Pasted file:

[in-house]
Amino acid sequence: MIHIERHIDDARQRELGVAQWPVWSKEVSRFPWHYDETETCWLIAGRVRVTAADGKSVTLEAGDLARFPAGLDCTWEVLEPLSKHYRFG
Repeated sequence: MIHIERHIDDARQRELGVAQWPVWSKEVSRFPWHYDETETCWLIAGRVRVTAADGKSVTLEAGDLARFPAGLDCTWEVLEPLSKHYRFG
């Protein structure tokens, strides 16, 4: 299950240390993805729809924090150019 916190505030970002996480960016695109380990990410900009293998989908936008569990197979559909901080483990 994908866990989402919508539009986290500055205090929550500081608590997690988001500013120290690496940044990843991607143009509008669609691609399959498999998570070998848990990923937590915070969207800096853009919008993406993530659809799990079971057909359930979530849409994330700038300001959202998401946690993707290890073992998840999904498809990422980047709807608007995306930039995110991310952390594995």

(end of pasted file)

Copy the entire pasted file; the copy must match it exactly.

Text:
[in-house]
Amino acid sequence: MIHIERHIDDARQRELGVAQWPVWSKEVSRFPWHYDETETCWLIAGRVRVTAADGKSVTLEAGDLARFPAGLDCTWEVLEPLSKHYRFG
Repeated sequence: MIHIERHIDDARQRELGVAQWPVWSKEVSRFPWHYDETETCWLIAGRVRVTAADGKSVTLEAGDLARFPAGLDCTWEVLEPLSKHYRFG
């Protein structure tokens, strides 16, 4: 299950240390993805729809924090150019 916190505030970002996480960016695109380990990410900009293998989908936008569990197979559909901080483990 994908866990989402919508539009986290500055205090929550500081608590997690988001500013120290690496940044990843991607143009509008669609691609399959498999998570070998848990990923937590915070969207800096853009919008993406993530659809799990079971057909359930979530849409994330700038300001959202998401946690993707290890073992998840999904498809990422980047709807608007995306930039995110991310952390594995």